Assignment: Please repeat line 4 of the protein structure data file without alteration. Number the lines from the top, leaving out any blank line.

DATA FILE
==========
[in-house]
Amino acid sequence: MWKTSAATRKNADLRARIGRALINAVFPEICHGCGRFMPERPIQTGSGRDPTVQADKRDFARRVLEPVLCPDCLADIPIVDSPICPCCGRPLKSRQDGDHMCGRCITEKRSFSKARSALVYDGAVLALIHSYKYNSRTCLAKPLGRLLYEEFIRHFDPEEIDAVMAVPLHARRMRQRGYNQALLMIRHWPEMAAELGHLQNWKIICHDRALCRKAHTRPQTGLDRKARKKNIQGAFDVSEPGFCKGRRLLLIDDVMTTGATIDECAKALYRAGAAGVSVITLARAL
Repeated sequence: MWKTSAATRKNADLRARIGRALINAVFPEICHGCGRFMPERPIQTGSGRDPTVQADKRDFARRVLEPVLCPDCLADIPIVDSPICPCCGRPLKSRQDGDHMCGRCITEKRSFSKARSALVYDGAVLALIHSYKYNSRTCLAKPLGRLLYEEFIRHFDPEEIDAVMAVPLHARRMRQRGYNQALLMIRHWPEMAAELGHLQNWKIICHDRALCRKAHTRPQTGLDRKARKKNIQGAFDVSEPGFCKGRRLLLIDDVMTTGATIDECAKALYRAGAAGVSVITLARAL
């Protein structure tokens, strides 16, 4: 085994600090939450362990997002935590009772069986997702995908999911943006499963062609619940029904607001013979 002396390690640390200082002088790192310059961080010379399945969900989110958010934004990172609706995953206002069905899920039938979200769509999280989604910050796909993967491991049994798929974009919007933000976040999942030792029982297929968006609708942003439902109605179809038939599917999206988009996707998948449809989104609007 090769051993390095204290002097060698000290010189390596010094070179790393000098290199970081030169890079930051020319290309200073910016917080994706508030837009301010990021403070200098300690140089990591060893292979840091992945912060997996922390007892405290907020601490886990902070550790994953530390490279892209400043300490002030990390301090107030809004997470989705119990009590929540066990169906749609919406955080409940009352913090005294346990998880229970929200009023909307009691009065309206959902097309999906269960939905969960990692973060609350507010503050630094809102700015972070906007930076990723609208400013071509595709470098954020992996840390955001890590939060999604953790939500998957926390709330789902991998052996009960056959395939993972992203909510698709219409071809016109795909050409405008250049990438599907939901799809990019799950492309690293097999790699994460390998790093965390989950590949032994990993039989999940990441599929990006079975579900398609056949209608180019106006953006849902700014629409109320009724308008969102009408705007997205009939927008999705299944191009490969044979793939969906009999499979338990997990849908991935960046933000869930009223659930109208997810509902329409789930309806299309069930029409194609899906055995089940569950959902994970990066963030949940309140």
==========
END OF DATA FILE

């Protein structure tokens, strides 16, 4: 085994600090939450362990997002935590009772069986997702995908999911943006499963062609619940029904607001013979 002396390690640390200082002088790192310059961080010379399945969900989110958010934004990172609706995953206002069905899920039938979200769509999280989604910050796909993967491991049994798929974009919007933000976040999942030792029982297929968006609708942003439902109605179809038939599917999206988009996707998948449809989104609007 090769051993390095204290002097060698000290010189390596010094070179790393000098290199970081030169890079930051020319290309200073910016917080994706508030837009301010990021403070200098300690140089990591060893292979840091992945912060997996922390007892405290907020601490886990902070550790994953530390490279892209400043300490002030990390301090107030809004997470989705119990009590929540066990169906749609919406955080409940009352913090005294346990998880229970929200009023909307009691009065309206959902097309999906269960939905969960990692973060609350507010503050630094809102700015972070906007930076990723609208400013071509595709470098954020992996840390955001890590939060999604953790939500998957926390709330789902991998052996009960056959395939993972992203909510698709219409071809016109795909050409405008250049990438599907939901799809990019799950492309690293097999790699994460390998790093965390989950590949032994990993039989999940990441599929990006079975579900398609056949209608180019106006953006849902700014629409109320009724308008969102009408705007997205009939927008999705299944191009490969044979793939969906009999499979338990997990849908991935960046933000869930009223659930109208997810509902329409789930309806299309069930029409194609899906055995089940569950959902994970990066963030949940309140």